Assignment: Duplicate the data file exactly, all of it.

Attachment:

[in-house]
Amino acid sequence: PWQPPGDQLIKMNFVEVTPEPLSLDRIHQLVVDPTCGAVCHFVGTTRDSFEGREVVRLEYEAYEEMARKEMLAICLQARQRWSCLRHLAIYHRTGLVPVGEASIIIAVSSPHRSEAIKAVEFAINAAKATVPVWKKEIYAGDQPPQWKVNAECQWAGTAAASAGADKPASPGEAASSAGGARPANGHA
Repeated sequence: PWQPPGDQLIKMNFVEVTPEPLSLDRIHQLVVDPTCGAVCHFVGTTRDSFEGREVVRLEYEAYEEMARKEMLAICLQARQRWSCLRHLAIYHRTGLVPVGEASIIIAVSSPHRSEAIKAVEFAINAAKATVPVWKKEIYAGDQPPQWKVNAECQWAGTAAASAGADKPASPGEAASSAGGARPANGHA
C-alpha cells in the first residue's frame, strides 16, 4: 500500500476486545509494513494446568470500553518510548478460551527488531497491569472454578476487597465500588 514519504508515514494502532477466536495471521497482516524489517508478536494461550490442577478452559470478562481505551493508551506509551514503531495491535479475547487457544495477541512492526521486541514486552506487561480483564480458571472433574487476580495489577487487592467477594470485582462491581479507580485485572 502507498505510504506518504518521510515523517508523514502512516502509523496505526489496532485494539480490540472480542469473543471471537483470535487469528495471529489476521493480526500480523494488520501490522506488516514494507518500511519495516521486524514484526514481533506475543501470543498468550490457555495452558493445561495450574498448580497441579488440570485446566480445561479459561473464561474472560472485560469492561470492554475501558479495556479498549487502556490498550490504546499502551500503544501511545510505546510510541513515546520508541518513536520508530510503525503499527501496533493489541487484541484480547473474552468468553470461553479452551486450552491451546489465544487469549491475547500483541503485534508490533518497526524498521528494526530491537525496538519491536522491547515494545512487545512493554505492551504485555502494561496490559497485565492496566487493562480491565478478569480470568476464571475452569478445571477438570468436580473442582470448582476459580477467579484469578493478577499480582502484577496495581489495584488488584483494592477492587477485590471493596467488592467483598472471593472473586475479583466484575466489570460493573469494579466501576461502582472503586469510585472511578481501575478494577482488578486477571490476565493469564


[in-house]
Amino acid sequence: PWQPPGDQLIKMNFVEVTPEPLSLDRIHQLVVDPTCGAVCHFVGTTRDSFEGREVVRLEYEAYEEMARKEMLAICLQARQRWSCLRHLAIYHRTGLVPVGEASIIIAVSSPHRSEAIKAVEFAINAAKATVPVWKKEIYAGDQPPQWKVNAECQWAGTAAASAGADKPASPGEAASSAGGARPANGHA
Repeated sequence: PWQPPGDQLIKMNFVEVTPEPLSLDRIHQLVVDPTCGAVCHFVGTTRDSFEGREVVRLEYEAYEEMARKEMLAICLQARQRWSCLRHLAIYHRTGLVPVGEASIIIAVSSPHRSEAIKAVEFAINAAKATVPVWKKEIYAGDQPPQWKVNAECQWAGTAAASAGADKPASPGEAASSAGGARPANGHA
C-alpha cells in the first residue's frame, strides 16, 4: 500500500476486545509494513494446568470500553518510548478460551527488531497491569472454578476487597465500588 514519504508515514494502532477466536495471521497482516524489517508478536494461550490442577478452559470478562481505551493508551506509551514503531495491535479475547487457544495477541512492526521486541514486552506487561480483564480458571472433574487476580495489577487487592467477594470485582462491581479507580485485572 502507498505510504506518504518521510515523517508523514502512516502509523496505526489496532485494539480490540472480542469473543471471537483470535487469528495471529489476521493480526500480523494488520501490522506488516514494507518500511519495516521486524514484526514481533506475543501470543498468550490457555495452558493445561495450574498448580497441579488440570485446566480445561479459561473464561474472560472485560469492561470492554475501558479495556479498549487502556490498550490504546499502551500503544501511545510505546510510541513515546520508541518513536520508530510503525503499527501496533493489541487484541484480547473474552468468553470461553479452551486450552491451546489465544487469549491475547500483541503485534508490533518497526524498521528494526530491537525496538519491536522491547515494545512487545512493554505492551504485555502494561496490559497485565492496566487493562480491565478478569480470568476464571475452569478445571477438570468436580473442582470448582476459580477467579484469578493478577499480582502484577496495581489495584488488584483494592477492587477485590471493596467488592467483598472471593472473586475479583466484575466489570460493573469494579466501576461502582472503586469510585472511578481501575478494577482488578486477571490476565493469564